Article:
The Blizzard line has been simplified for 2017/18, with the three remaining models only offering a rigid aluminum frame, with no suspension fork option. The headtube is still tapered though, making it compatible with a Bluto or Mastodon for an aftermarket upgrade. The geometry also changed slightly for this year, with the head tube 0.6° slacker and the chainstays 15mm shorter. The tires are still max-fat 26″x4.8″–specifically, Maxxis FBF and FBR treads. The drivetrain is a Shimano Deore 1×11 on the top-tier $1,899 model, with Shimano M425 brakes.

It will be interesting to see if this significant change to the Blizzard line pays off for Rocky, as the model gained substantial ground on our list this year–up from spot #10 in 2016 to #8 in 2017. It appears that Rocky is doubling down on the more affordable, fully-rigid alloy models–and they aren’t the only brand we’ve seen make a similar change in their fat bike line.

Key Specs:

  • Travel: 0mm front / 0mm rear
  • Tire Size: 26″x4.8″
  • Headtube Angle: 67°
  • Chainstay Length: 440mm
  • Frame Material: Aluminum
  • Pricing: $1,049-$1,899

7. Salsa Mukluk

The Salsa Mukluk was one of the earliest fat bike models on the market, yet it manages to maintain the #7 spot on our list while the Pivot Les Fat (tied with the Mukluk in 2016) slid several places. It’s possible that the introduction of carbon Mukluk models for MY17 has helped boost the popularity of this longtime fatty.

For 2017/18 the tire sizes have increased to a max-fat 26″x4.8″, and the top-tier model has gotten a few hundred dollars more expensive with the addition of a SRAM Eagle X01 12-speed drivetrain. The price for the most affordable model has remained the same.

Key Specs:

  • Travel: 0mm front / 0mm rear
  • Tire Size: 26″x4.8″ tires
  • Headtube Angle: 69°
  • Chainstay Length: 432-449mm
  • Frame Material: Aluminum or Carbon
  • Pricing: $1,799-$5,399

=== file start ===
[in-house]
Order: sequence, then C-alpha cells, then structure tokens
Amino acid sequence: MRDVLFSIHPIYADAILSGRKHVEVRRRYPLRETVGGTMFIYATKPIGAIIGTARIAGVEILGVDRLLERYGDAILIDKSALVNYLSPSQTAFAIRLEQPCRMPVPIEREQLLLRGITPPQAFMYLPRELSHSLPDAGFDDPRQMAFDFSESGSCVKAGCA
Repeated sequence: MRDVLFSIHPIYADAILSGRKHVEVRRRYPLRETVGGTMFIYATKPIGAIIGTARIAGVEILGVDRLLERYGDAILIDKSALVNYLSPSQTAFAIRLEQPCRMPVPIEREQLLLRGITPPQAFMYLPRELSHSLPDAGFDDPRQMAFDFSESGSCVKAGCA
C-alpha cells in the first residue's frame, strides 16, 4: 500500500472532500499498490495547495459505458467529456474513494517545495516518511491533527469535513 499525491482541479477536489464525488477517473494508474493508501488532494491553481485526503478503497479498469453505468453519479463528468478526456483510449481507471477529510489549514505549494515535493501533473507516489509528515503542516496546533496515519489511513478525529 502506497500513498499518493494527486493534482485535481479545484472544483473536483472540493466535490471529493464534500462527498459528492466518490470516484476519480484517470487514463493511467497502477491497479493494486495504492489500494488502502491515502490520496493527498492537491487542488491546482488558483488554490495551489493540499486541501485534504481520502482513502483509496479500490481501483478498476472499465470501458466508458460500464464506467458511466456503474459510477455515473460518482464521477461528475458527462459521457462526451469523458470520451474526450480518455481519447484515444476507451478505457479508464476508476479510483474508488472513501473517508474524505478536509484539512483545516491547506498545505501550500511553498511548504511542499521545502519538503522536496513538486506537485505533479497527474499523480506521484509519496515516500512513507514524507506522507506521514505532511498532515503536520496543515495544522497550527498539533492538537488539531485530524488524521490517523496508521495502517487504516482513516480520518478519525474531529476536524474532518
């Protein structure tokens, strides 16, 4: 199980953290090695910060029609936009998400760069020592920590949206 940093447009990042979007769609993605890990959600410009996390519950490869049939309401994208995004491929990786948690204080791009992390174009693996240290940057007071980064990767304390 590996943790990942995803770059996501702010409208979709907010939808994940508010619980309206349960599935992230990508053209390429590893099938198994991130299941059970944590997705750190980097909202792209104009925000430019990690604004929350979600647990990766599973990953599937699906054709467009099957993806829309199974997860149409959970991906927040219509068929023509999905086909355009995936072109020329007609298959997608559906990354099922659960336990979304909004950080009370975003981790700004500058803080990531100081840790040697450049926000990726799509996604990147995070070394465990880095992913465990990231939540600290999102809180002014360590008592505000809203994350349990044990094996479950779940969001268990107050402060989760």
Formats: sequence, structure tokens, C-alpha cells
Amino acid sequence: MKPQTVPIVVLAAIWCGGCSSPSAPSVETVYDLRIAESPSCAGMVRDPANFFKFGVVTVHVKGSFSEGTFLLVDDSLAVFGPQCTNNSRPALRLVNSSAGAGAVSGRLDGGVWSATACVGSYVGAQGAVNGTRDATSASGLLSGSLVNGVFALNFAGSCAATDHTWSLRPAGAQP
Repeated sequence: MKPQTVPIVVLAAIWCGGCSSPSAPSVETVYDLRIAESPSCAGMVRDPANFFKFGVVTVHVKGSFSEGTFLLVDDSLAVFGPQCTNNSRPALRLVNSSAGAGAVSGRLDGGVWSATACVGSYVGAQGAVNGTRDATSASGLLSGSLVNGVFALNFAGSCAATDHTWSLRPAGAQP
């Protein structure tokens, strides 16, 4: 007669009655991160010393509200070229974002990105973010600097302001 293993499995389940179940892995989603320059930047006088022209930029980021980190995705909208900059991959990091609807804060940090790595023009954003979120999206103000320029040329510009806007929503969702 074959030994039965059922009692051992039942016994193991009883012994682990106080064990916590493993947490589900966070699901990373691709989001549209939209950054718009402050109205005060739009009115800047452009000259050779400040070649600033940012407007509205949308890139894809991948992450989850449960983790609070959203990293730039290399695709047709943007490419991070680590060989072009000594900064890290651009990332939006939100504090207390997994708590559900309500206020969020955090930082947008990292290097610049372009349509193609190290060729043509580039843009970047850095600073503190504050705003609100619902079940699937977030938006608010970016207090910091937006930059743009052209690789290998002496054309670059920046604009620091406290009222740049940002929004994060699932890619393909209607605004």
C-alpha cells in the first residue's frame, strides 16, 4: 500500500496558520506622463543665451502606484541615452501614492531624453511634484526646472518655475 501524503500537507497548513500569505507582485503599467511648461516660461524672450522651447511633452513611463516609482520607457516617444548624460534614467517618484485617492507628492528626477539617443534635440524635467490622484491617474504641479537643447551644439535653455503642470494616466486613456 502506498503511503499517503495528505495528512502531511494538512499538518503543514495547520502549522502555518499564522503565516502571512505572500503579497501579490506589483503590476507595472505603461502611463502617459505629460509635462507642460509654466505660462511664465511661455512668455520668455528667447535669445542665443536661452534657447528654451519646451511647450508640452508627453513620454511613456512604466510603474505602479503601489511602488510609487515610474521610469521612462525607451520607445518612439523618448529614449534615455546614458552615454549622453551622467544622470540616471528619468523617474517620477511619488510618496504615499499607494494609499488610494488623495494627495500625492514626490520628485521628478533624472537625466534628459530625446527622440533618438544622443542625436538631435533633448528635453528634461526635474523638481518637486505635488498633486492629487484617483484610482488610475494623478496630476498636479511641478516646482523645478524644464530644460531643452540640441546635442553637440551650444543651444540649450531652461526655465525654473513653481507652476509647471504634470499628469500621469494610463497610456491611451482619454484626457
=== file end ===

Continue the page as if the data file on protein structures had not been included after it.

Buy Salsa Mukluk Deore 1x Fat Bike on Aventuron

6. Surly Pugsley

 

The Surly Pugsley is one of the OG fat bikes. While very little has changed on the Pugsley over the years, this 4-inch fat bike model is still going strong and has a very loyal following, as the #6 ranking on this list shows… although it did slide a position from 2016 to ’17.

Despite its apparent popularity, the classic geometry found on this fat bike leaves much to be desired. More recent fat bikes, such as the Ice Cream Truck, have adopted trail bike-inspired geometry, offering a much-improved ride quality out on the trail.


Key Specs:

  • Travel: 0mm front / 0mm rear
  • Tire Size: 26″x3.8″
  • Headtube Angle: 70°
  • Chainstay Length: 448mm
  • Frame Material: Steel
  • Pricing: $1,700

Buy Surly Pugsley Fat Bike on Aventuron

5. Surly Ice Cream Truck

Surly’s Ice Cream Truck brings modern trail bike geometry to the 5-inch fat bike portion of their lineup, with a 68-degree headtube angle. You could consider the Ice Cream Truck a revamped Moonlander. While the steel frame and fork are held over from the Moonlander, the handling is radically different thanks to the updated geo. The Ice Cream Truck also offers the latest 197mm rear hub spacing.

You’ve probably been wondering: if there are two new bikes on this list tied for 10th place, what dropped off the list from 2016 to ’17? The answer is the Surly Moonlander, the Ice Cream Truck’s predecessor. It appears that most riders are finally realizing that most original fat bike geometry rode like crap, and the modern geo found on bikes like the Ice Cream Truck is radically more trail-friendly. The Ice Cream Truck also gained a spot on this list from last year, swapping places with the Pugsley.

See Also
By Jim Hodgson
 

Key Specs:

  • Travel: 0mm front / 0mm rear
  • Tire Size: 26″x4.8″
  • Headtube Angle: 68°
  • Chainstay Length: 450mm
  • Frame Material: Steel
  • Pricing: $2,400-$2,700

Buy Surly Ice Cream Truck on Aventuron

4. Salsa Bucksaw

The Salsa Bucksaw is notable as the first widely-distributed full suspension fat bike on the market, and then subsequently the first carbon full suspension fat bike. It’s been widely-acclaimed for its incredible versatility. As I concluded in my own test ride review of the Bucksaw: “If you want to ride all year round, in every condition imaginable, and you truly are looking for the one-quiver bike, there is no more capable mountain bike than the Bucksaw and its full-suspension fat bike brethren.”

The Bucksaw was voted the #1 fat bike back in our 2015 survey.

The top-tier Bucksaw is still running an 11-speed drivetrain and a Bluto suspension fork, indicating it could be due for a revamp soon. However, it manages to weigh much less than its competitor, the Trek Farley — just 31lbs 7oz in a size medium.

Key Specs:

  • Travel: 100mm front / 100mm rear
  • Tire Size: 26″x4″
  • Headtube Angle: 67.7°
  • Chainstay Length: 444mm
  • Frame Material: Carbon and Aluminum
  • Pricing: $3,499-$5,999

Buy Salsa Bucksaw on REI.com

3. Salsa Beargrease